The problem with Birds of Paradise is finding a deck where they belong. Most of the decks that run three or more colors are control decks, and these decks often cannot afford to expose their mana to burn and removal spells they could otherwise ignore. Birds are unreliable mana due to their tendency to die or even be countered. In addition, Birds require that your primary color be green so that you can cast them reliably on turn one. Again, most multicolor decks want to base themselves in other colors - most of the time they want to be blue. Often Birds doesn't go into a pre-existing deck - it is the reason you're based in green. There are exceptions, of course. Both Birds and Elves get played in decks like Fires or Opposition where mana acceleration is vital and their status as creatures is an advantage.

Llanowar Elves is a narrower card. When you play Llanowar Elves, it means that you're playing a deck that is mostly green, because it requires you to have enough green mana to cast it on turn one and gives you back more green mana. Birds of Paradise helps a deck whose primary color is green branch out into other colors, but Llanowar Elves forces it to focus in on green. Llanowar Elves is almost always better in those decks where your mana is good enough not to need the color from Birds of Paradise, but Birds are better when your mana requirements are more. Interesting.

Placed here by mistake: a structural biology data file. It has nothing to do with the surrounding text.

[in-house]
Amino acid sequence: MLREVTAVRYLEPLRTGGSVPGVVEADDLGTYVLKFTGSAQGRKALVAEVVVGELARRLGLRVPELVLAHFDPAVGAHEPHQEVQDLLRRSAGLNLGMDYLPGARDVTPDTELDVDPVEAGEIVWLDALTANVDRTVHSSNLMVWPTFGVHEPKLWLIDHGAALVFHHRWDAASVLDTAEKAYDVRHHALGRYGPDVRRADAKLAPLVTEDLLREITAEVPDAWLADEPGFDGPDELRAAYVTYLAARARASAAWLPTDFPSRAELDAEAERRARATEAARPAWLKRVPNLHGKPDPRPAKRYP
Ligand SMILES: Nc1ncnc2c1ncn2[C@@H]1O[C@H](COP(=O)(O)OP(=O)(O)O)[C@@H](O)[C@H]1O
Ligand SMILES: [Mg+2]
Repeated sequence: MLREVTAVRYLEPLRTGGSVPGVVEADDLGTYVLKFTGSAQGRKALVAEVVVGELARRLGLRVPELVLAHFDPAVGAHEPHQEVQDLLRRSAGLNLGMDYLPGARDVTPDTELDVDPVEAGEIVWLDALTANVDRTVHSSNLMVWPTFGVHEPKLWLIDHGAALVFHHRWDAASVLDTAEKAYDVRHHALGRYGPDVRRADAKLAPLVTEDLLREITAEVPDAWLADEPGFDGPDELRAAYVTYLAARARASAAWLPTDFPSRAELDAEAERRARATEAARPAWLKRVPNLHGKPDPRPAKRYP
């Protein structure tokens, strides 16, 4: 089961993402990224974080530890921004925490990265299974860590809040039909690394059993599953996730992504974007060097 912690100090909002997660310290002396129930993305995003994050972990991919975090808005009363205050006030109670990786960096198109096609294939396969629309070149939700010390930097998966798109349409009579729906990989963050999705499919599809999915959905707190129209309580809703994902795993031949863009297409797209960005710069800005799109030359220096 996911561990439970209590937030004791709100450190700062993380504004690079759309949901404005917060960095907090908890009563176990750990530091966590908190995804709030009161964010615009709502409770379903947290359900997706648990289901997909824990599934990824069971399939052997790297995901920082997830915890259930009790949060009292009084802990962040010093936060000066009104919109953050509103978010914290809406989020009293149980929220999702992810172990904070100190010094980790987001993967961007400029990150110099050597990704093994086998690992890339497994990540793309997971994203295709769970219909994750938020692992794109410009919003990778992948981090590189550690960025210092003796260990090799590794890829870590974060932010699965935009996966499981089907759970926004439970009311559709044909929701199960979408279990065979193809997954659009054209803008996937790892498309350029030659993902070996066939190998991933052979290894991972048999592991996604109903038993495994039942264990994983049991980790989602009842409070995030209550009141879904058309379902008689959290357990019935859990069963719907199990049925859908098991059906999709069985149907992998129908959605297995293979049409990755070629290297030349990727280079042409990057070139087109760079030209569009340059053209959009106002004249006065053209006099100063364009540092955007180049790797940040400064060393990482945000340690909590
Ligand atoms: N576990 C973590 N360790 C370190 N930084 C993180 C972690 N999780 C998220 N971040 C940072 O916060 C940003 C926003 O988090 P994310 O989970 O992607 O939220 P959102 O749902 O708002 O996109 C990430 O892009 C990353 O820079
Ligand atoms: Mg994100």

So it comes down to an issue of flexibility. Do we want to encourage green's primary strategy of beatdown, or do we want to help its secondary ability to be the primary color in multicolor decks? Without Birds of Paradise, green decks will have to stick to the same rules as the other colors. Sure, you can use Rampant Growth or one of its tweaks to get all sorts of color, but once the Invasion Block shifts away there will no longer be an incentive to have a Domain in play. Without that incentive, the spells involved are exposed as painfully slow. The only exception is Lay of the Land, but that leaves with Invasion Block.

As a side note, if anyone's listening and it's eligible, I would like to put Lay of the Land into Eighth Edition, either in place of Rampant Growth or on its own merits. Modern mana curves have proven too quick for Rampant Growth, and it also forces a player to reach two mana without it - before it can be cast - and by being cast on turn two, it gets exposed far too often to counters. Even in Seventh Edition draft Rampant Growth lacks efficiency because the format is designed around a mana curve starting at two mana. Lay of the Land is a much more interesting card right now in both constructed and limited. Several attempts were made to play decks in the full Invasion Block that used Lay of the Land, but only Domain ever tried to use Rampant Growth.

Do we want to encourage green's primary strategy of beatdown, or do we want to help its secondary ability to be the primary color in multicolor decks?

Back to the issue at hand. If we select Birds of Paradise and Vine Trellis, we get two cards that are interesting in multi-color green decks that either play with expensive creatures worth accelerating to, are planning to control the game or both. It gives players constructing new decks pause to consider whether to try and use green as their primary color. If we select Llanowar Elves and Utopia Tree, we have a card that is somewhat better at helping green beatdown decks survive when Odyssey Block is taken away (the majority of the time Eighth Edition is in Standard it will not include Odyssey) and then we have a useless card for tournament play, although one which many casual players like. Between being 0/2 and costing a second mana, Utopia Tree is too unreliable for Standard.